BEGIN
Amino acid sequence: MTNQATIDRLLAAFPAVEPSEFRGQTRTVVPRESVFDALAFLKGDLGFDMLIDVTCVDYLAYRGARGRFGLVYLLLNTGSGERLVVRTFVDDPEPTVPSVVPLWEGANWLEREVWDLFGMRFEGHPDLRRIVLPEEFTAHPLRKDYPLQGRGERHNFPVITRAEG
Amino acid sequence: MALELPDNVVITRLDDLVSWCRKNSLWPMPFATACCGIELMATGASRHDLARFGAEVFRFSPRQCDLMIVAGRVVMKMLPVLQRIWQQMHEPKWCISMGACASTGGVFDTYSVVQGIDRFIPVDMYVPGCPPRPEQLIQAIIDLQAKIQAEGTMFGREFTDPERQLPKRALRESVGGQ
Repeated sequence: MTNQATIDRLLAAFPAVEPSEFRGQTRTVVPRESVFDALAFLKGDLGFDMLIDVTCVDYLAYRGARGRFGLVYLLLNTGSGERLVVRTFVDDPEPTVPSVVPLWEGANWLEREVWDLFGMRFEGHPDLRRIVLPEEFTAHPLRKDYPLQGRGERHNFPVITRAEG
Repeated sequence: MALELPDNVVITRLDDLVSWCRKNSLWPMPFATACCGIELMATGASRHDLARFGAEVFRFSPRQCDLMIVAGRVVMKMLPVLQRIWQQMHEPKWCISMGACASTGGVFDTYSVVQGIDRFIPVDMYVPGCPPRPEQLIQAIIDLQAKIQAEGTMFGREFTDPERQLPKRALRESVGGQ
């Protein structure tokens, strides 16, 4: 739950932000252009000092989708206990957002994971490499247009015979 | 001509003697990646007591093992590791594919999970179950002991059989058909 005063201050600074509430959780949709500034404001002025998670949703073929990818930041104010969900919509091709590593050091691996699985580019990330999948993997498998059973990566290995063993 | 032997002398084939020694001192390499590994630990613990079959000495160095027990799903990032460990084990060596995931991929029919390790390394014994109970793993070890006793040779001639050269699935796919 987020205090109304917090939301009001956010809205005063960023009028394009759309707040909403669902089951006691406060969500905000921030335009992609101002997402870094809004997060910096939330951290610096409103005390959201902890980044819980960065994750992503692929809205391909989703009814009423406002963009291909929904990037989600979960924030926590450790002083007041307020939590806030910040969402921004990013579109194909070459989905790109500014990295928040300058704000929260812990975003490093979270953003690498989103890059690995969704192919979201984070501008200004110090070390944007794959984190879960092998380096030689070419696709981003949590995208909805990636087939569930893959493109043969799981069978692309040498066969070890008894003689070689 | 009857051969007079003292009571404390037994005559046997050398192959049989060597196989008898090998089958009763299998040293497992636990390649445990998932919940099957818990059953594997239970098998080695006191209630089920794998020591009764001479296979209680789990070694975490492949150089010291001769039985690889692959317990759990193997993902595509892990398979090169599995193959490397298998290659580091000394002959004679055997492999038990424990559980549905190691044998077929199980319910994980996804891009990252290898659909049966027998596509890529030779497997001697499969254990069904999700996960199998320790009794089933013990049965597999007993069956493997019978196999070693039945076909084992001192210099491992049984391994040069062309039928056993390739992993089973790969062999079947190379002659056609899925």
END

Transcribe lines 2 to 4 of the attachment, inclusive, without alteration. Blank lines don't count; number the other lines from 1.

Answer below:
Amino acid sequence: MALELPDNVVITRLDDLVSWCRKNSLWPMPFATACCGIELMATGASRHDLARFGAEVFRFSPRQCDLMIVAGRVVMKMLPVLQRIWQQMHEPKWCISMGACASTGGVFDTYSVVQGIDRFIPVDMYVPGCPPRPEQLIQAIIDLQAKIQAEGTMFGREFTDPERQLPKRALRESVGGQ
Repeated sequence: MTNQATIDRLLAAFPAVEPSEFRGQTRTVVPRESVFDALAFLKGDLGFDMLIDVTCVDYLAYRGARGRFGLVYLLLNTGSGERLVVRTFVDDPEPTVPSVVPLWEGANWLEREVWDLFGMRFEGHPDLRRIVLPEEFTAHPLRKDYPLQGRGERHNFPVITRAEG
Repeated sequence: MALELPDNVVITRLDDLVSWCRKNSLWPMPFATACCGIELMATGASRHDLARFGAEVFRFSPRQCDLMIVAGRVVMKMLPVLQRIWQQMHEPKWCISMGACASTGGVFDTYSVVQGIDRFIPVDMYVPGCPPRPEQLIQAIIDLQAKIQAEGTMFGREFTDPERQLPKRALRESVGGQ